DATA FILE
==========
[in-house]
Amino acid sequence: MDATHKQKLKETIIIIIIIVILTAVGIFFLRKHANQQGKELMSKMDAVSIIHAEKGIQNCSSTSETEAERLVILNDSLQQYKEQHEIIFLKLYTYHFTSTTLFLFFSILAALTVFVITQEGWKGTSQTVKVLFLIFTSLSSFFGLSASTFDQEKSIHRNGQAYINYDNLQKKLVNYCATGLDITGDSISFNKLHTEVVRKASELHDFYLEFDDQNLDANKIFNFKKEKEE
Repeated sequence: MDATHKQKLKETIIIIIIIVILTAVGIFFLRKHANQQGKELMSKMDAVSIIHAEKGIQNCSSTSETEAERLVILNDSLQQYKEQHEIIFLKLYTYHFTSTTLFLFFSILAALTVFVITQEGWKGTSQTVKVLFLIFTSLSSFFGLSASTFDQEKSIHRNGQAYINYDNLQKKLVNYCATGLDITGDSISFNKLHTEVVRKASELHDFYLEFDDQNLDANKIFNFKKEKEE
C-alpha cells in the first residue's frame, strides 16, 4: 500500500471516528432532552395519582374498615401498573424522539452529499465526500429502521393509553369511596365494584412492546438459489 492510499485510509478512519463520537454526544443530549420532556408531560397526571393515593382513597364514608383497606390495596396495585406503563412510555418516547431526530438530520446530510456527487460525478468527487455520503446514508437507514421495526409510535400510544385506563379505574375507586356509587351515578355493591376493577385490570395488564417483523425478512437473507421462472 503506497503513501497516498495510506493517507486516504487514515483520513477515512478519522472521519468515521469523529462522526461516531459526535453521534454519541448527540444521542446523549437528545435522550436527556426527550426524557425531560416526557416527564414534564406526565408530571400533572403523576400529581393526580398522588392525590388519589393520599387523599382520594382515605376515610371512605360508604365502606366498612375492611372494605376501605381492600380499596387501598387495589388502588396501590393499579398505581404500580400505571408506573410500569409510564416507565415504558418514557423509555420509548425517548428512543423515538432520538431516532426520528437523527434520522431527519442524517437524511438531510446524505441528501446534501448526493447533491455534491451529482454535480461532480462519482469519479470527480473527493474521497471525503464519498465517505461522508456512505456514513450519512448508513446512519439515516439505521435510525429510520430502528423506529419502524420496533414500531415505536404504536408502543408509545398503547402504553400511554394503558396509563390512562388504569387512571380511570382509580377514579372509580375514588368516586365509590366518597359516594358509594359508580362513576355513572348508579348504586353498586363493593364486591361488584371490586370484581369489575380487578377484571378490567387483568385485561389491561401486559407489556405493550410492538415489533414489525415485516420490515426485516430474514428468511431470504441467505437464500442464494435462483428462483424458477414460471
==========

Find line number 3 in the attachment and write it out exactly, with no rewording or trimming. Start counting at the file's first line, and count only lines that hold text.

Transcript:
Repeated sequence: MDATHKQKLKETIIIIIIIVILTAVGIFFLRKHANQQGKELMSKMDAVSIIHAEKGIQNCSSTSETEAERLVILNDSLQQYKEQHEIIFLKLYTYHFTSTTLFLFFSILAALTVFVITQEGWKGTSQTVKVLFLIFTSLSSFFGLSASTFDQEKSIHRNGQAYINYDNLQKKLVNYCATGLDITGDSISFNKLHTEVVRKASELHDFYLEFDDQNLDANKIFNFKKEKEE